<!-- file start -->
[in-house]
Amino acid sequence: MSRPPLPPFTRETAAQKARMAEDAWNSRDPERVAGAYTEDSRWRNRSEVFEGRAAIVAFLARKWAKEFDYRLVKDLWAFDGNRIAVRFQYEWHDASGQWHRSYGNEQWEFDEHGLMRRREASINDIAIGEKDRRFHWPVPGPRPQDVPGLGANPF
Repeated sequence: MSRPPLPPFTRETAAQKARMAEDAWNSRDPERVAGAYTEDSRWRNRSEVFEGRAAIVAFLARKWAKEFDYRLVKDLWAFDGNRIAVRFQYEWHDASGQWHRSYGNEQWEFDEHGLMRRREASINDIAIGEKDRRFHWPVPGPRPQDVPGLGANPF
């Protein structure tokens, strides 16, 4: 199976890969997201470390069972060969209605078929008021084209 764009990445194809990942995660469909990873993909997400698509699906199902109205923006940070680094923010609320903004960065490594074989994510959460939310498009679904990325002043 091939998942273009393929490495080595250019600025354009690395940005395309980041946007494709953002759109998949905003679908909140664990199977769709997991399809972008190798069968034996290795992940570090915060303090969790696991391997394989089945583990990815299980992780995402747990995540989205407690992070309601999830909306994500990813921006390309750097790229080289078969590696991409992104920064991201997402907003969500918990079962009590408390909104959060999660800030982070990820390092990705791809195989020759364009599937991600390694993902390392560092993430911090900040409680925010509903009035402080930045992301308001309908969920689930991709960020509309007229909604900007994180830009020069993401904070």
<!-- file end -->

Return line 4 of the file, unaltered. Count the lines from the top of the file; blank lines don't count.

């Protein structure tokens, strides 16, 4: 199976890969997201470390069972060969209605078929008021084209 764009990445194809990942995660469909990873993909997400698509699906199902109205923006940070680094923010609320903004960065490594074989994510959460939310498009679904990325002043 091939998942273009393929490495080595250019600025354009690395940005395309980041946007494709953002759109998949905003679908909140664990199977769709997991399809972008190798069968034996290795992940570090915060303090969790696991391997394989089945583990990815299980992780995402747990995540989205407690992070309601999830909306994500990813921006390309750097790229080289078969590696991409992104920064991201997402907003969500918990079962009590408390909104959060999660800030982070990820390092990705791809195989020759364009599937991600390694993902390392560092993430911090900040409680925010509903009035402080930045992301308001309908969920689930991709960020509309007229909604900007994180830009020069993401904070």